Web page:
Pedestrian and Bicyclist Safety and Comfort on Water Street; Learning from Personal Rapid Transit Failures to Implement Safer and Healthier Transportation Infrastructure
Vachris, Brendan, School of Engineering and Applied Science, University of Virginia
Chen, Tong, EN-Eng Sys and Environment, University of Virginia
Heydarian, Arsalan, EN-Eng Sys and Environment, University of Virginia
Neeley, Kathryn, EN-Engineering and Society, University of Virginia
In engineering school, we are introduced to an immense number of problems and issues since we are for the first time seeing the world through an engineer’s perspective. Engineers are problem-solvers, but what problems we wish to solve is not easy to decipher. In my time at the University of Virginia I have found that I wish to solve problems in transportation. It may be more accurate to say “in my time sitting in traffic,” but my studies have certainly shaped me and my career goals. Needless to say, my Capstone Project, Research Paper, and Thesis all deal with issues in transportation. Through a year long study in STS, I have been able to better understand how people and objects interact. My Research Paper and Thesis both seek to address the same issues: roadway safety, the lack of bicycle and pedestrian options, and financial efficiency, and together they provide some exiting solutions to the problems facing transportation engineers.
My Research Paper takes an extended look at the unsuccessful experiment of Personal Rapid Transit (PRT). In Aramis: Or the Love of Technology, French sociologist Bruno Latour, in a unique writing style, examines the failed Parisienne public transit system in order to describe Actor Network Theory (ANT). This theory contextualizes the efforts of the engineers and decision-makers as the creators of technology, and maintains that while technology can have an effect on humans, it is by no means inevitable and cannot create itself. Holding the professionals behind PRT accountable and exposing the flaws in their work process, it is easier to see how worldwide the seemingly innovative transportation technology failed. There is one working PRT system in Morgantown West Virginia, and I study the mystery behind its success in my STS Research Paper. By looking at these case studies in combination with a large body of work from STS and industry scholars, some solutions to the roadway problems presented themselves.
For my Thesis, I discussed how my Capstone team planned on solving the roadway safety, health, and finance problems that are plaguing our country and world. As described in the Technical Report, this involved using Virtual Reality (VR) technology to receive user input in the CAD drafting process. I again touched on the work of Latour, specifically his article “Where are the Missing Masses?” to describe how critical it is for us to implement VR in the correct way. My research went further into understanding the effects VR has on a person in the simulated environment, and how we can set up a user testing plan that effects the experience in a positive manner. Unfortunately, due to the COVID-19 pandemic we were not able to test users, but we still made great strides in research on bicycle and pedestrian safety improvements.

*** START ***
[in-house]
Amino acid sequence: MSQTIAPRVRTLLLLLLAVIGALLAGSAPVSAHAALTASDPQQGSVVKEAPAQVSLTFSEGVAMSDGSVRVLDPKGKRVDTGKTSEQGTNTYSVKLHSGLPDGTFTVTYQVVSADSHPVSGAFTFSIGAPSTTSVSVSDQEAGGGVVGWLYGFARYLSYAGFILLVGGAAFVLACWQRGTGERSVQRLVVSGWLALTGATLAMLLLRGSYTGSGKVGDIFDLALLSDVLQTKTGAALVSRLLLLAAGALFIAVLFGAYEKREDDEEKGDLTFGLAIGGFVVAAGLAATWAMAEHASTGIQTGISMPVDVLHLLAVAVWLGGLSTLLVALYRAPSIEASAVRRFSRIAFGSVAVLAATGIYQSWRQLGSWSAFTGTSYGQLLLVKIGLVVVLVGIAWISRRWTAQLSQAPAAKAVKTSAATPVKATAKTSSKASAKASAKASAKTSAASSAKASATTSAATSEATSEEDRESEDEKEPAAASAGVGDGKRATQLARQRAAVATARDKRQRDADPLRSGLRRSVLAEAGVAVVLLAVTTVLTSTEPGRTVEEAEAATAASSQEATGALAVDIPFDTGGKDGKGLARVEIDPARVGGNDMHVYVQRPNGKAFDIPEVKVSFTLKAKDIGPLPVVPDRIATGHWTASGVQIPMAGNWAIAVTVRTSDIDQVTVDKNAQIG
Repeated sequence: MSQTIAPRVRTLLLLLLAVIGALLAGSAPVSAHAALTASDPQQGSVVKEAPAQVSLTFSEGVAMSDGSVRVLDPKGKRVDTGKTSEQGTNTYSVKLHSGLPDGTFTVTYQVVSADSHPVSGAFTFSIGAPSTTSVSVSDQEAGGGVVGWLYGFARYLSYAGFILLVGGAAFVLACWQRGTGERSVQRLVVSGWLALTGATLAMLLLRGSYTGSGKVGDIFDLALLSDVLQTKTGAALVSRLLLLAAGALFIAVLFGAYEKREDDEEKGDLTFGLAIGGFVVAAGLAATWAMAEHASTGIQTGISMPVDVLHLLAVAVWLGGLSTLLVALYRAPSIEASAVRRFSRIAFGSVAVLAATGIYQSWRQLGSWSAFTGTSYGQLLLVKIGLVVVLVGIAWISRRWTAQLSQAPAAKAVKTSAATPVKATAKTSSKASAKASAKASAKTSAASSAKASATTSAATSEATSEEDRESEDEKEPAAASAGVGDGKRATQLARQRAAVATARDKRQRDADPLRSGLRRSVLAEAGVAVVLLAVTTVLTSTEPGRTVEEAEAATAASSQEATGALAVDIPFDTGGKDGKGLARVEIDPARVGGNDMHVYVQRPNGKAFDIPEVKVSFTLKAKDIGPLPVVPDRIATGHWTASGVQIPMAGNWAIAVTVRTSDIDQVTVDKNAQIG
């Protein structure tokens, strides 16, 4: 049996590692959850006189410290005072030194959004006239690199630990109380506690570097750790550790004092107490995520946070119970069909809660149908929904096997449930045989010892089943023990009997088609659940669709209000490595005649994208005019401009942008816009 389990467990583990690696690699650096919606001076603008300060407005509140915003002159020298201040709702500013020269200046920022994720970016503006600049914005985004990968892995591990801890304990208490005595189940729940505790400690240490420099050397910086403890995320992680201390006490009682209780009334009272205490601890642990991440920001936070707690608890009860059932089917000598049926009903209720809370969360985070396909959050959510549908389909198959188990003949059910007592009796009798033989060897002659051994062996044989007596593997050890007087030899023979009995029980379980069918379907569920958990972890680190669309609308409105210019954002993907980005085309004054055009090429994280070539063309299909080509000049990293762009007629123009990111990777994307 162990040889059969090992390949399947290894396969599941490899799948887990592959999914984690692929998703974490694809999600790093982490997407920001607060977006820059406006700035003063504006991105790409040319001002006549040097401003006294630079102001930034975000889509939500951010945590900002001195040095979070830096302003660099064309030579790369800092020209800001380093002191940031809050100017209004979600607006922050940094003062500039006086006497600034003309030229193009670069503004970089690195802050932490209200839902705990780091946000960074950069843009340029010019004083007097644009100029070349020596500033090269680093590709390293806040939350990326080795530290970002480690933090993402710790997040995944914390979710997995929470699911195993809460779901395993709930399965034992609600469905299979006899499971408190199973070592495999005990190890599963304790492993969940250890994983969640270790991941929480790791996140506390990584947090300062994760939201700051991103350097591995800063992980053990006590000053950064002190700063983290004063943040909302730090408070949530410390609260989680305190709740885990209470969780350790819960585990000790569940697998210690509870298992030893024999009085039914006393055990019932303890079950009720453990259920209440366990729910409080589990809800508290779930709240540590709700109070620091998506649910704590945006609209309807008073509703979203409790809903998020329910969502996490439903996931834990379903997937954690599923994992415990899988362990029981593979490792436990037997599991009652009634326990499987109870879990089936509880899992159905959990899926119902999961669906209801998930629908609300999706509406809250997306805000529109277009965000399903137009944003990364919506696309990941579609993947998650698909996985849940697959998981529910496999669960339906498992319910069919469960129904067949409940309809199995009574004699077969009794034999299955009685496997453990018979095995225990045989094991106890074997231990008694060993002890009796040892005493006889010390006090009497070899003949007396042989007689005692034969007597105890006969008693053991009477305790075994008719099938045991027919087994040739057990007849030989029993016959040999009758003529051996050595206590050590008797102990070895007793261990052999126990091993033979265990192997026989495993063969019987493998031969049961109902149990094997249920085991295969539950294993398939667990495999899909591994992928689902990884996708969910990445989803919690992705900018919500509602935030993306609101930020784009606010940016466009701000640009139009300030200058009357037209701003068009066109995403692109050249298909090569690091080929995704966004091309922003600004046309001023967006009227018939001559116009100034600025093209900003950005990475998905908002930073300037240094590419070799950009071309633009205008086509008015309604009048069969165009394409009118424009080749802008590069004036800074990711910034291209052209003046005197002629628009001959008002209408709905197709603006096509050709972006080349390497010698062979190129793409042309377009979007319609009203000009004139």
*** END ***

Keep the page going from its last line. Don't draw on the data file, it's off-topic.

My understanding of the field of transportation engineering has been enhanced by studying concepts of STS. All three of these projects tie together through an STS lens. Individuals make decisions, and it is the job of transportation planners and designers to predict these decisions in order to build functional pieces of infrastructure. To build such structures it takes many individuals to come together in an efficient and organized way. By studying the ways in which individuals interact with technological devices as well as with each other, I have discovered some better methods for engineering practice. This year I drafted CAD plans for an improved Water Street in Downtown Charlottesville complete with bike lanes. In my Research Paper I found that organizations could practice interactive innovation, systems engineering principles, and different bid methods to produce better infrastructure. And finally, in my Thesis I developed ways to properly test new infrastructure designs in VR. With these solutions in mind, I will enter the workforce prepared to make our roads safer, promote healthy transportation options, and to produce the necessary infrastructure in a cost-efficient way.
BS (Bachelor of Science)
Transportation, Personal Rapid Transit, Aramis, Actor Network Theory, Pedestrian, Bicycle, Virtual Reality
School of Engineering and Applied Science
Bachelor of Science in Civil Engineering
Technical Advisor: Donna Chen
Technical Advisor: Arsalan Heydarian
STS Advisor: Kathryn Neeley
Technical Team Members: Emily Chen, Ricky Dobson, Nicholas Kim, Cem Kutay, Tiffany Nguyen, Mark Schenkel
All rights reserved (no additional license for public reuse)